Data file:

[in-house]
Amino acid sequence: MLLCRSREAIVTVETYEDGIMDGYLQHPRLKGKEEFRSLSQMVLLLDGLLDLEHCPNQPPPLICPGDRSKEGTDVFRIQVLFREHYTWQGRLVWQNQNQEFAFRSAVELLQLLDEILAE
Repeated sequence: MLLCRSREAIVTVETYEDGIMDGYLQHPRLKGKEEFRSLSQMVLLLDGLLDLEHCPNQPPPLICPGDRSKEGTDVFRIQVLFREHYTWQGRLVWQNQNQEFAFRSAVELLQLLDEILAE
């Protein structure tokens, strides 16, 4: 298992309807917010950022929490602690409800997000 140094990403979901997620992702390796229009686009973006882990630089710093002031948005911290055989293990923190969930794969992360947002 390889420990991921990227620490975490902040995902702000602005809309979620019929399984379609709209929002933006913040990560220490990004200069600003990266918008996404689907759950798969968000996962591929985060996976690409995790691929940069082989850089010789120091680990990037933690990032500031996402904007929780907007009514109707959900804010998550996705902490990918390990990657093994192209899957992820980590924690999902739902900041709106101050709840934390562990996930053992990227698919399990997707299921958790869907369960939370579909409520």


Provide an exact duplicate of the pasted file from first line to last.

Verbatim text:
[in-house]
Amino acid sequence: MLLCRSREAIVTVETYEDGIMDGYLQHPRLKGKEEFRSLSQMVLLLDGLLDLEHCPNQPPPLICPGDRSKEGTDVFRIQVLFREHYTWQGRLVWQNQNQEFAFRSAVELLQLLDEILAE
Repeated sequence: MLLCRSREAIVTVETYEDGIMDGYLQHPRLKGKEEFRSLSQMVLLLDGLLDLEHCPNQPPPLICPGDRSKEGTDVFRIQVLFREHYTWQGRLVWQNQNQEFAFRSAVELLQLLDEILAE
């Protein structure tokens, strides 16, 4: 298992309807917010950022929490602690409800997000 140094990403979901997620992702390796229009686009973006882990630089710093002031948005911290055989293990923190969930794969992360947002 390889420990991921990227620490975490902040995902702000602005809309979620019929399984379609709209929002933006913040990560220490990004200069600003990266918008996404689907759950798969968000996962591929985060996976690409995790691929940069082989850089010789120091680990990037933690990032500031996402904007929780907007009514109707959900804010998550996705902490990918390990990657093994192209899957992820980590924690999902739902900041709106101050709840934390562990996930053992990227698919399990997707299921958790869907369960939370579909409520």